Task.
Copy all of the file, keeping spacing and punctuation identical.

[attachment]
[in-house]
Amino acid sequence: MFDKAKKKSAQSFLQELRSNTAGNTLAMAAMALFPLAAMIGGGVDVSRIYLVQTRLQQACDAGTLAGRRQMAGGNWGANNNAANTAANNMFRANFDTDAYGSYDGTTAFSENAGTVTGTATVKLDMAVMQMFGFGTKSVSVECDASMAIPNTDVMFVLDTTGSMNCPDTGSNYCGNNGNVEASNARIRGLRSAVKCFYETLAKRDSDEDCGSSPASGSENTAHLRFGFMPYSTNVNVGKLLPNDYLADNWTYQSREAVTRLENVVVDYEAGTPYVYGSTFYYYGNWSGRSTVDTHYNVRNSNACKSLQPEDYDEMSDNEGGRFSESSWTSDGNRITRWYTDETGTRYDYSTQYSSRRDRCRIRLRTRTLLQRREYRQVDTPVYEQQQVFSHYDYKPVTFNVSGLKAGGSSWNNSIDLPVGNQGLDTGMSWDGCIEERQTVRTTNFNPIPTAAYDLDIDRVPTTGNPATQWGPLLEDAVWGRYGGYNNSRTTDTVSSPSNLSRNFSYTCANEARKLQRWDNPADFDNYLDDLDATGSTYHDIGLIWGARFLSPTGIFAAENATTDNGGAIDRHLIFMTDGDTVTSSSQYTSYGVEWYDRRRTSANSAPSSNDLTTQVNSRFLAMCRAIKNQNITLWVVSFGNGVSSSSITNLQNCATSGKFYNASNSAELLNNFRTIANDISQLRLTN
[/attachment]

[in-house]
Amino acid sequence: MFDKAKKKSAQSFLQELRSNTAGNTLAMAAMALFPLAAMIGGGVDVSRIYLVQTRLQQACDAGTLAGRRQMAGGNWGANNNAANTAANNMFRANFDTDAYGSYDGTTAFSENAGTVTGTATVKLDMAVMQMFGFGTKSVSVECDASMAIPNTDVMFVLDTTGSMNCPDTGSNYCGNNGNVEASNARIRGLRSAVKCFYETLAKRDSDEDCGSSPASGSENTAHLRFGFMPYSTNVNVGKLLPNDYLADNWTYQSREAVTRLENVVVDYEAGTPYVYGSTFYYYGNWSGRSTVDTHYNVRNSNACKSLQPEDYDEMSDNEGGRFSESSWTSDGNRITRWYTDETGTRYDYSTQYSSRRDRCRIRLRTRTLLQRREYRQVDTPVYEQQQVFSHYDYKPVTFNVSGLKAGGSSWNNSIDLPVGNQGLDTGMSWDGCIEERQTVRTTNFNPIPTAAYDLDIDRVPTTGNPATQWGPLLEDAVWGRYGGYNNSRTTDTVSSPSNLSRNFSYTCANEARKLQRWDNPADFDNYLDDLDATGSTYHDIGLIWGARFLSPTGIFAAENATTDNGGAIDRHLIFMTDGDTVTSSSQYTSYGVEWYDRRRTSANSAPSSNDLTTQVNSRFLAMCRAIKNQNITLWVVSFGNGVSSSSITNLQNCATSGKFYNASNSAELLNNFRTIANDISQLRLTN